JJ has become the man he is because his parents were murdered by the Klan, and his first love was killed by the cops. Now aged forty, everything changes when Juan Carlos, his playboy fellow agent, discovers he's going to lose JJ. Carlos realizes the endless line of women he's had is his denial. JJ is the love of his life. Both of them have to battle, kill and outwit the head of the ATU and their enemies to make a life together as a passionate and loving couple.
EVANS: You've stated that JJ's Isolation, and I quote, "had been brewing in me for years while I was teaching, doing my Ph.D and retiring from university teaching life." Do elaborate.
PATRICK: I wanted to write a love story in the crime fiction genre about Black and Hispanic masculinity that broke the rules concerning love, work, poverty, fear and the rites of passage that form African-American and Hispanic sexual identities. My two favorite genres are crime and love stories that explore the pathology of violence and the psychology of erotic desire. Researching the archetypes of myth and philosophy made me realize how underdeveloped our identities as Black and Hispanic men are.
EVANS: Additionally, you've stated that you had to overcome obstacles in writing JJ's Isolation. Exactly what were those stumbling blocks?
PATRICK: Heterosexism, homophobia, and racist ignorance about what Black men are supposed to be. At the highest levels of intellectual thought in universities, I have listened to some of the most stupid trash from men--especially about what constitutes race, masculinity and intellect. At the same time, I have heard some ideas and insights from my former B.A. and M.A. students that have compelled me to question my own ideas about culture and society in a diverse and complex world of identity politics and nationhood. Some literary agents in London told me that no publisher could possibly be interested in a novel about Blacks, gays, secret service executioners, Broadway musicals, Liberation struggles and sexual exploration. I asked myself: hadn't they heard of melodrama, pulp crime fiction, neo noir, or HBO drama such as Oz, Six Feet Under, and The Wire--perhaps even Pedro Almodóvar (the internationally-acclaimed Spanish filmmaker)?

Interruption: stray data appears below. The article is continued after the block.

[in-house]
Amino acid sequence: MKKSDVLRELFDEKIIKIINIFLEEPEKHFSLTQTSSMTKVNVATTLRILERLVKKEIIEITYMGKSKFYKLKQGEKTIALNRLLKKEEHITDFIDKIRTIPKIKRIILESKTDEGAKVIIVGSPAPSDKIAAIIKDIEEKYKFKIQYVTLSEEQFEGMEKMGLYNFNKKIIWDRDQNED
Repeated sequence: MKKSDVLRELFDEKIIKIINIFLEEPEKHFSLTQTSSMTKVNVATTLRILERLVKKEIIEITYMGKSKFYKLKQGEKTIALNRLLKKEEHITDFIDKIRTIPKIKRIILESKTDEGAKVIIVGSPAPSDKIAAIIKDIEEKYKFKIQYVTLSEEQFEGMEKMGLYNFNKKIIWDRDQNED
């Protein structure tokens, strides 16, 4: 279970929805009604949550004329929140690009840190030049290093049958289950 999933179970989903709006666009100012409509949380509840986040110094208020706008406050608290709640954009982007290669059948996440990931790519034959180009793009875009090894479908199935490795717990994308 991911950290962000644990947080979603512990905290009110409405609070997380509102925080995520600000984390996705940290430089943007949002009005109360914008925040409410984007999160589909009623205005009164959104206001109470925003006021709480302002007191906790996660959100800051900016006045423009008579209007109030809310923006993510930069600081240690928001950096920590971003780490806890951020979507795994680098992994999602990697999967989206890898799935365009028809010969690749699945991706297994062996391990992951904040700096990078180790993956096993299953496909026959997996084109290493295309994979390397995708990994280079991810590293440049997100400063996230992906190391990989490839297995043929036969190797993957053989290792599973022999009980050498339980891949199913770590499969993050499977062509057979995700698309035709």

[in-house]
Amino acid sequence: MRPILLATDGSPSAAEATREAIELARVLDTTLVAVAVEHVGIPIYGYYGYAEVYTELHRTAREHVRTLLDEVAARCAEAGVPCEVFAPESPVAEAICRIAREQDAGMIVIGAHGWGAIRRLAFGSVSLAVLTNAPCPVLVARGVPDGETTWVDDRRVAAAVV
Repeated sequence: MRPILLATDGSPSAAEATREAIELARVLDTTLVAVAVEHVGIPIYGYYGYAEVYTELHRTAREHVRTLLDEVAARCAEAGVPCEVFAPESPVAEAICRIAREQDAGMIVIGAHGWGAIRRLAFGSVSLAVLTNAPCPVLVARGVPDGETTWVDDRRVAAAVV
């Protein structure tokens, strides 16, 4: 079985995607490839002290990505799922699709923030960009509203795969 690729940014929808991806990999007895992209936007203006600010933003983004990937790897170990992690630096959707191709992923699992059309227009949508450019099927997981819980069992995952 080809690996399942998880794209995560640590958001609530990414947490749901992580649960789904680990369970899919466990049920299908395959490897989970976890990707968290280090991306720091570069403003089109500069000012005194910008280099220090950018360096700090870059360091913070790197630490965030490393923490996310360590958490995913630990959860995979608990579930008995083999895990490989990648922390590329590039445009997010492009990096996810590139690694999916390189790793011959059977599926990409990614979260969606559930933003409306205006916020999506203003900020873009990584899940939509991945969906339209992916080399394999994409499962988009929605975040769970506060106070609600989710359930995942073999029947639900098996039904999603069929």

So, when Strategic Books made me the publication offer, I respected their choice because I thought "you've got guts and vision."
EVANS: Are there differences and nuances between American and UK LGBTQ literature?
PATRICK: Black LGBT in Britain is still very marginal, which is one of the reasons I started my GNW Company. I think one of the most distinct differences I've noticed in UK vs. USA Black LGBT work is the class element in British literature in comparison to the materialist focus on American fiction from the USA. The UK is a distinctly class conscious society, whereas the USA is a racially defined nation with distinct traits.
EVANS: Martin, what advice would you give to aspiring authors--particularly those who are LGBTQ?
PATRICK: Read other authors. Then new writers should understand their own voice and expression, based on their cultural experience. After that, write the novel. At the outset, I would strongly recommend new authors map out the novel from beginning, middle to end. I would advise them to think deeply and seriously about the characters they want to explore, and ask as many questions as possible about what the character/s wants, likes, fears and regrets.
Concerning those who are LGBT: they should have an awareness of the political culture that shapes and affects LGBT society. And, they must have marketing & PR skills to introduce their work to global LGBT communities.
Next Up: Dr. Patrick on the iconic Essex Hemphill; the visibility of LGBTQ people in the media; Love Both Ways, his soon-to-be-released novel...and more.
You can connect with Dr. Martin Luther Patrick at: